Here are a selection of resources for you to enjoy. There are various written articles below and plenty of videos on my YouTube Channel.

So, whether you have a horse or a dog with an issue you’re looking for some guidance on or you just want to know more about their bodies and how everything works, I hope these resources are helpful.

If at any point you have any questions or would like more detailed advice please don’t hesitate to get in touch. 

Blog Articles

Luxating Patella – What’s in the Skip?!

Patella luxation is a really common pathology, with certain breeds more prone than others, such as Pomeranian, Yorkshire Terrier, Chihuahua, French Bulldog, Cavalier King Charles Spaniel, Bichon Frise, Pug, West Highland Terrier, Jack Russell Terrier, Shit-tzu, and Staffordshire Bull Terrier (Di Dona et al. 2018; Boge et al. 2019). However it can also be caused …

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Sporting Dogs – How and Why to Warm Up

As mentioned in a previous blog, sport dogs can get a variety of injuries, such as: Agility – shoulder muscular injuries such as biceps brachii tenosynovitis, medial shoulder instability, and carpal injuries (Baltzer, 2012), and iliopsoas muscle strain (Markley et al. 2021) Flyball – chronic ligament laxity and achilles/calcaneal tendon rupture (Baltzer, 2012) Racing Greyhounds – general …

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Horses – Breeding for Sport or Breeding to Break?

There is often 2 types of horses in this modern world, leisure horses and competition horses. Both types can get injured just being a typical horse and spooking at that scary tree! But as we have developed the sporting world, we have developed the horses within them, and this in turn has improved performance, but …

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Your Dog Breed – What Can Go Wrong?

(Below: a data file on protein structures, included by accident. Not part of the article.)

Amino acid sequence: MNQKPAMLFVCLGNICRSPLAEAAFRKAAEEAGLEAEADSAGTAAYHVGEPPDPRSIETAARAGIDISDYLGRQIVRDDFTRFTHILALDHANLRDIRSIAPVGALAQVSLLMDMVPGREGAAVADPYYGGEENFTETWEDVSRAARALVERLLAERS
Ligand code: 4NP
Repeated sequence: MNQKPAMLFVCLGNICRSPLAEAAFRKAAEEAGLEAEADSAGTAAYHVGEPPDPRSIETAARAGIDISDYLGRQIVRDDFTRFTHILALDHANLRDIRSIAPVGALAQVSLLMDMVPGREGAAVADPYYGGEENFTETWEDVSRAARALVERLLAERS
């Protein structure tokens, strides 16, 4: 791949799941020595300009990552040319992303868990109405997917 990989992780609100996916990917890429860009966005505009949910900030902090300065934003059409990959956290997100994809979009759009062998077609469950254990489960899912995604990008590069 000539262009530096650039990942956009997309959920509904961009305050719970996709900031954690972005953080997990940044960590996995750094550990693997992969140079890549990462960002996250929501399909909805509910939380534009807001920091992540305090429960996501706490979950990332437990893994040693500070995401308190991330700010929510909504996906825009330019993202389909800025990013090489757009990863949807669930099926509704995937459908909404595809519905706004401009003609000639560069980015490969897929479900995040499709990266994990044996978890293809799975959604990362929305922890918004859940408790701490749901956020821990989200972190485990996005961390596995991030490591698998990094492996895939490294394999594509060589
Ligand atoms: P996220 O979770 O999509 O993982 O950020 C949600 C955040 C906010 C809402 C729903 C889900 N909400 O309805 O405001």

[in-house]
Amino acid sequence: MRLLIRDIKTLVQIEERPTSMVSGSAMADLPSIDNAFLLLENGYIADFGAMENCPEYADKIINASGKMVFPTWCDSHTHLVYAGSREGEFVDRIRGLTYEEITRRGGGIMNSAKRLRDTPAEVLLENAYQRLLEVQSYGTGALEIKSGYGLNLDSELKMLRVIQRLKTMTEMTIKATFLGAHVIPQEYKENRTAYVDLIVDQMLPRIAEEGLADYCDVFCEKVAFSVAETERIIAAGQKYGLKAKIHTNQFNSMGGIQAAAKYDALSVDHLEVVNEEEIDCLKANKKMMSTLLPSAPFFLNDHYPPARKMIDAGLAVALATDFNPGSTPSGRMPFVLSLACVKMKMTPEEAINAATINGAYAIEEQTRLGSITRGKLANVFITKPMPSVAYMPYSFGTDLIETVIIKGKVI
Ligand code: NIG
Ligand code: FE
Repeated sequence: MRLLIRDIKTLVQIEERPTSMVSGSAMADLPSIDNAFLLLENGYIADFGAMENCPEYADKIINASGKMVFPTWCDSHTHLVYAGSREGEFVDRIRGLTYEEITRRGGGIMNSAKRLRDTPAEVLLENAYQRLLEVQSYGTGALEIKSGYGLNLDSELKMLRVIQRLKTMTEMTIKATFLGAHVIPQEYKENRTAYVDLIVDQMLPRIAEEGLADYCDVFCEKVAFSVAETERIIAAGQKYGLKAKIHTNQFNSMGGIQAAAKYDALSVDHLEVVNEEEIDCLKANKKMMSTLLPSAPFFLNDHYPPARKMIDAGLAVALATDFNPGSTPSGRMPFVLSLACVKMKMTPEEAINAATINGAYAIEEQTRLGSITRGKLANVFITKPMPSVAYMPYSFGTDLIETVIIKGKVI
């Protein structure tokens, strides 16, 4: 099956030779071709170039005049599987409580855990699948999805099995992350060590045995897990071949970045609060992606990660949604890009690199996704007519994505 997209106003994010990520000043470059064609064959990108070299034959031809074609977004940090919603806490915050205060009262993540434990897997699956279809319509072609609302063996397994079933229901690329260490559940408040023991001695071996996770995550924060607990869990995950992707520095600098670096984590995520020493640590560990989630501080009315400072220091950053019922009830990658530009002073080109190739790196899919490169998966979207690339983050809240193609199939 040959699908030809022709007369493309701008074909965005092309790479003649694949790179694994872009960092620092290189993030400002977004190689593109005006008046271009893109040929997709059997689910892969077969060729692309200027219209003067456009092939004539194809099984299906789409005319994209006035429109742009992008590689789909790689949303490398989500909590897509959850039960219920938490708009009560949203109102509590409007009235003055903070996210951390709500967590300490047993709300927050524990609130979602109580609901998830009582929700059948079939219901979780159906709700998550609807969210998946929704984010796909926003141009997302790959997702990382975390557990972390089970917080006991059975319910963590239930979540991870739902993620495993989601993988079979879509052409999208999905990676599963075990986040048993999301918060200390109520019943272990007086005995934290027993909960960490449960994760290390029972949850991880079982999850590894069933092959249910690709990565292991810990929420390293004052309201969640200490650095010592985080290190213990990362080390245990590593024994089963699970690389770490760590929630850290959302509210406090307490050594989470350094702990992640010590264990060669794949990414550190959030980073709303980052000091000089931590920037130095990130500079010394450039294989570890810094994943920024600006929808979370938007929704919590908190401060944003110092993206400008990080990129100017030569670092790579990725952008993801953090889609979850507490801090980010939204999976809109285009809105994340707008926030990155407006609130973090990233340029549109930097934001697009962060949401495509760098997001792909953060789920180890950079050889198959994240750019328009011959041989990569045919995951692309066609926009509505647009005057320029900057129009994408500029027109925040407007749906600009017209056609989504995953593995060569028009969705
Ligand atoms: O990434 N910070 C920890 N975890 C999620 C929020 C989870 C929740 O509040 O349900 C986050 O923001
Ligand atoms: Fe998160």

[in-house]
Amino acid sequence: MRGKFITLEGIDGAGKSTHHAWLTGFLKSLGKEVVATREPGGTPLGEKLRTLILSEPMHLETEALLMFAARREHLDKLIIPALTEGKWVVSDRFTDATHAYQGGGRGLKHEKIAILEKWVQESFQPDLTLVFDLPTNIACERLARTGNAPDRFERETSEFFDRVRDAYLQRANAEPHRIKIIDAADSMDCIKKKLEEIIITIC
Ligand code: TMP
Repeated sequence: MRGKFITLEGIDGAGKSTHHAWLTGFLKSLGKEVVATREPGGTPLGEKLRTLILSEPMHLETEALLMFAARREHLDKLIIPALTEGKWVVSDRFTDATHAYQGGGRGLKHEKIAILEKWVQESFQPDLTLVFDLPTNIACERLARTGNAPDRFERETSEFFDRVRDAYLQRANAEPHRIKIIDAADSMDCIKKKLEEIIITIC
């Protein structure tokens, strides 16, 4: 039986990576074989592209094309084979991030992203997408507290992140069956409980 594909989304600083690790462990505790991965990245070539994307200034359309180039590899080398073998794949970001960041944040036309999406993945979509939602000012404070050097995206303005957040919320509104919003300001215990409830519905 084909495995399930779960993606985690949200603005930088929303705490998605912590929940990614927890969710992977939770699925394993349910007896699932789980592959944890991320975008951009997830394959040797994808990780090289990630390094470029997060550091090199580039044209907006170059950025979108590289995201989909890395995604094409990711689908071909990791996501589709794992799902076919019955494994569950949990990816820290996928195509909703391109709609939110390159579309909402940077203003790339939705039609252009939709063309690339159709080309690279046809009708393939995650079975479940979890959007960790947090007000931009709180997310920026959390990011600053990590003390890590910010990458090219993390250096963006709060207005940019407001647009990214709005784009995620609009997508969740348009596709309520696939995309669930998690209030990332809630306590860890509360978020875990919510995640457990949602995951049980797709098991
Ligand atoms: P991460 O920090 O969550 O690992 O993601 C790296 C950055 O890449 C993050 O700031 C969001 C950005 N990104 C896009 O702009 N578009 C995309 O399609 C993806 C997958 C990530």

So you have had your dog for a while…they suddenly get a limp or start moving oddly…you go to the vet and find out they have ruptured their cruciate ligament, or they have intervertebral disc disease…and you find out this is “common” for your dogs breed…and you wonder why you didn’t know about this before…. …

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The Importance of a Sit

Did you know a sit can tell us a story?! 🐶 Does your dog sit squarely, with hind legs “tucked in”, equal weight through the forelimbs with elbows tucked in and nice and straight theogony the back? Or do they sit with the hind legs rotated out so you can see the hind paws? Can …

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10 Tips for Spotting a Lame Horse

Lameness is a gait abnormality, a type of asymmetrical movement caused by structural or functional issues of the locomotor system. It is usually a symptom, and a manifestation of pain. 1) Check for heat and a pulse or any sign of obvious injury to a limb Forelimb lameness 2) A forelimb lameness can be identified …

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The Physiotherapy Journey….

So previously I have spoken about the use of Physiotherapy, and a therapy “journey”…. and I just wanted to create a little update based on comments of other therapists and their experiences. Many go in to this job because they love animals, and really want to make a difference. And it can be disheartening when …

The Physiotherapy Journey…. Read More »

Pole Work for Horses

As I have mentioned many times before, pole work is great for improving proprioception (neural ability to know where your limbs are in relation to the world) and coordination, muscle strength and cardiovascular fitness, core stability, joint range of motion and health, and dynamic stretching of muscles.You can increase proprioceptive challenging by arranging sporadic poles …

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Let’s Talk Animal Obesity

Let’s talk obesity! It is a huge issue in horse and dog welfare in the UK. Being overweight puts huge strain on the body systems, particularly the joints and can predispose to conditions such as osteoarthritis. Body condition scoring can be a great way to monitor your animal’s weight. Weigh tapes are not accurate as …

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Core Stability in Horses

Core stability is an important concept to ensure appropriate biomechanical function. Core stability assists with the dorsal ventral chain, and by achieving core stability, contraction of the long back musculature is reduced (de Oliveria et al. 2015), which assists with back function by allowing greater ventral flexion rather than extension (figure 1). Core engagement involves …

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